Gang violence killed or injured at least 234 people from July 8-12 in Haiti's Cite Soleil, an impoverished and densely populated neighbourhood of the capital Port-au-Prince, the United Nations said on Saturday.

The unrest erupted between two rival factions and the city's ill-equipped and understaffed police failed to intervene, trapping residents in their homes, unable to go out for even food and water.

With many houses in the slums made of sheet metal, residents fell victim to stray bullets. Ambulances were unable to reach those in need.

"Most of the victims were not directly involved in gangs and were directly targeted by gang elements. We have also received new reports of sexual violence," said UN human rights office spokesperson Jeremy Laurence.

Earlier this week, the National Human Rights Defense Network, a Haitian organisation, had put the toll at 89 people killed, 16 unaccounted for and 74 wounded.

For the six months from January to June, the UN human rights office put the death toll at 934, with 684 more people wounded. A total of 680 kidnappings also occurred during that period, it said.

"We are deeply concerned by the worsening of violence in Port-au-Prince and the rise in human rights abuses committed by heavily armed gangs against the local population," Laurence said.

"We urge the authorities to ensure that all human rights are protected and placed at the front and centre of their responses to the crisis."

The bloodshed in Haiti has come alongside soaring food prices and chronic fuel shortages -- a toxic mix that has accelerated a brutal downward spiral in the security situation in Port-au-Prince.

Haitians protesting high prices and fuel shortages burn tyres on a street of Port-au-Prince on July 13, 2022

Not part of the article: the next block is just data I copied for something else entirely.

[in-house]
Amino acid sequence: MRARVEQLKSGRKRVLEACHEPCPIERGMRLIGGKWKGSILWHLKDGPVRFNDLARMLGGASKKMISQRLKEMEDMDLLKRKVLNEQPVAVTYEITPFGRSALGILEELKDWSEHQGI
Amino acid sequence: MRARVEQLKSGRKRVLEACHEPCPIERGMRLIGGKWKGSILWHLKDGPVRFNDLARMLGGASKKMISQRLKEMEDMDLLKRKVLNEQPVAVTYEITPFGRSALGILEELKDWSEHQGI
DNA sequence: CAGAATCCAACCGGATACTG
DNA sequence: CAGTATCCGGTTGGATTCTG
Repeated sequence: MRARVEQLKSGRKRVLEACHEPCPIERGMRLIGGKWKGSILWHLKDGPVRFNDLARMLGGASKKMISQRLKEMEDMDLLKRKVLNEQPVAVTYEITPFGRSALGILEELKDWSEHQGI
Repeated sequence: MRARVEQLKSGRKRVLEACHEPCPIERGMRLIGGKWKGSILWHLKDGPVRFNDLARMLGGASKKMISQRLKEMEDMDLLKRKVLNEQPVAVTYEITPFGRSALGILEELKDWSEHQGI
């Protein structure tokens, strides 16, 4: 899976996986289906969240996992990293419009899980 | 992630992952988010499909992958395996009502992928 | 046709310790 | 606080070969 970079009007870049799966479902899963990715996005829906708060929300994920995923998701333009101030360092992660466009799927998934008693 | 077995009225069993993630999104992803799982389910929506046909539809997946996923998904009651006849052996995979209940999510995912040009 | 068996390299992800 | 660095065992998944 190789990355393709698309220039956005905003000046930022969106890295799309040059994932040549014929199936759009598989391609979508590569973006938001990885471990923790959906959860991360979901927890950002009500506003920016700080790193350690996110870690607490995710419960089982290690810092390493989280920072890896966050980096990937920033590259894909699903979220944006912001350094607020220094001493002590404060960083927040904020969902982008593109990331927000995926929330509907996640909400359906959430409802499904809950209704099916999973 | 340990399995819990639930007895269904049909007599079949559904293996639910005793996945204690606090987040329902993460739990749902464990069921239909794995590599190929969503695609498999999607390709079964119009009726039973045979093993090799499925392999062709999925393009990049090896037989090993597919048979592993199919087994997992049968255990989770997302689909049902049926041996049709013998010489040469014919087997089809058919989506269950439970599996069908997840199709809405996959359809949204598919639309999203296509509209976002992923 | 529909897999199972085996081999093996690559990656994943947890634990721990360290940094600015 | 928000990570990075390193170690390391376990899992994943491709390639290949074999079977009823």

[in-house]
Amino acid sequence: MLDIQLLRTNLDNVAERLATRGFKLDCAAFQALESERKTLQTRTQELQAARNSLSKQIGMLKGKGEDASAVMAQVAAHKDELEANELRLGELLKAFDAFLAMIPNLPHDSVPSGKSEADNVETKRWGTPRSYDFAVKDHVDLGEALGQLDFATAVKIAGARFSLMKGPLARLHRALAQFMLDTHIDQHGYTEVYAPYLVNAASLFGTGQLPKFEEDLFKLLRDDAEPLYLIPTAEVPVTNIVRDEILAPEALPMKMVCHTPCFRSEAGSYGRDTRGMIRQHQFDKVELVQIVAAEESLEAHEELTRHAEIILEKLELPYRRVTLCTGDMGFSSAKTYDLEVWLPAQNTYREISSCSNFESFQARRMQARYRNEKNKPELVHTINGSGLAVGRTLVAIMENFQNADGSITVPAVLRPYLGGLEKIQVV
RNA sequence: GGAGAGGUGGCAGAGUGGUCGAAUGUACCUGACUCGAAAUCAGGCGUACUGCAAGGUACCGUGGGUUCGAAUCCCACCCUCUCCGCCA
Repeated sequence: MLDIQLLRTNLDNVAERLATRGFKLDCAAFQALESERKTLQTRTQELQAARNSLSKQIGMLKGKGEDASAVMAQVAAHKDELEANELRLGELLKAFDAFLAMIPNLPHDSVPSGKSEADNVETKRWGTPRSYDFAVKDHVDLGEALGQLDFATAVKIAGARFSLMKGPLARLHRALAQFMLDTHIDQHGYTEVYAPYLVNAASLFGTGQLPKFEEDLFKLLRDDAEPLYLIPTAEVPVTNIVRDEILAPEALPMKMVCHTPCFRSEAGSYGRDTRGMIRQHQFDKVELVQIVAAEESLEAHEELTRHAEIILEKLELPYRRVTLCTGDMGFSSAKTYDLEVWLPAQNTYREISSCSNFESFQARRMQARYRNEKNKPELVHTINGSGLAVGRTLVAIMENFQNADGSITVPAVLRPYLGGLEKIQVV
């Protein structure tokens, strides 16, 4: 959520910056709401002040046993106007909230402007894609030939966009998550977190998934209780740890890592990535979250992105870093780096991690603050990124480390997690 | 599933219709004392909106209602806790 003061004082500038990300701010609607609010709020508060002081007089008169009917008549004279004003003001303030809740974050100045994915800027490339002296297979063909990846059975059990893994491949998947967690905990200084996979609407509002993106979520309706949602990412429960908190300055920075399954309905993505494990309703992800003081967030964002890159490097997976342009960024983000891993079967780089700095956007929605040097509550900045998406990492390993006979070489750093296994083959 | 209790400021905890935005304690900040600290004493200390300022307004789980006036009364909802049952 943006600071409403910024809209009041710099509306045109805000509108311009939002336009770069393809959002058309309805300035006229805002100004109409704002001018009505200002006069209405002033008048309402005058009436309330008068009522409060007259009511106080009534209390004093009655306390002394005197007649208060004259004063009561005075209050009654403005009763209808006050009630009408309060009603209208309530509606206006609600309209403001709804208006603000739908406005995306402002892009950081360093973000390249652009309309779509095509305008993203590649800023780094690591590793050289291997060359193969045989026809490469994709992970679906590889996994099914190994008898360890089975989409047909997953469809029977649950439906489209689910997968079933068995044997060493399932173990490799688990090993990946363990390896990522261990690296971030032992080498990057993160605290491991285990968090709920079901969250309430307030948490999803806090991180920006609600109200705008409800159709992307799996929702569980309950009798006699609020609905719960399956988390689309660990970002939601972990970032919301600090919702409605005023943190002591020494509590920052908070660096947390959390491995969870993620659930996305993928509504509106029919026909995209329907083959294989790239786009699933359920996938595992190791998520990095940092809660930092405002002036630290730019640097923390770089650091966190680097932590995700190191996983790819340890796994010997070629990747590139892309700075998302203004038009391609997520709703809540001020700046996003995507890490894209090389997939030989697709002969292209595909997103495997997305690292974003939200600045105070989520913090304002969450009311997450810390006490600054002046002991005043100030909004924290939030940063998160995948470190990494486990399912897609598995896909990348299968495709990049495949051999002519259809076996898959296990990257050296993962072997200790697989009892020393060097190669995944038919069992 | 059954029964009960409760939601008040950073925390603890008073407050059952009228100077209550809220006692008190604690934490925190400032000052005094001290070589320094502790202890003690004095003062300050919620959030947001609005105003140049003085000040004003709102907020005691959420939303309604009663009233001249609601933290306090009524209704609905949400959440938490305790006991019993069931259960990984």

Haitians protesting high prices and fuel shortages burn tyres on a street of Port-au-Prince on July 13, 2022 AFP / Richard Pierrin

Aid agencies say many areas are impossible to access due to the dangerous conditions.

"We call on those responsible and supporting this armed violence to immediately desist, and to respect the lives and livelihoods of all Haitians, most of whom live in extreme poverty," Laurence said.

Mumuza Muhindo, head of the local mission of Doctors Without Borders, told AFP that his group had operated on an average of 15 patients a day during the spike in violence.

"It's a real battlefield," Muhindo said. "It's impossible to estimate how many people have been killed."

Cite Soleil is home to an oil terminal that supplies the capital and all of northern Haiti, so the clashes have had a devastating effect on the region's economy and people's daily lives.

Petrol stations in Port-au-Prince have no petrol to sell, causing prices on the black market to skyrocket.

"We are seeing a significant increase in hunger in the capital and in the south of the country, with Port-au-Prince hit the hardest," Jean-Martin Bauer, director of the World Food Programme, said on Tuesday.

For the past several years, Haiti has seen a wave of mass kidnappings, as gangs snatch people of all walks of life, including foreigners, off the streets.

Haiti announced a rare seizure of weapons in cargo containers late Thursday: 18 military grade weapons, four 9mm handguns, 14,646 rounds of ammunition and $50,000 in counterfeit money.

The following day, the UN Security Council called on member states to ban the transfer of small arms to the Caribbean nation but stopped short of a full embargo requested by China.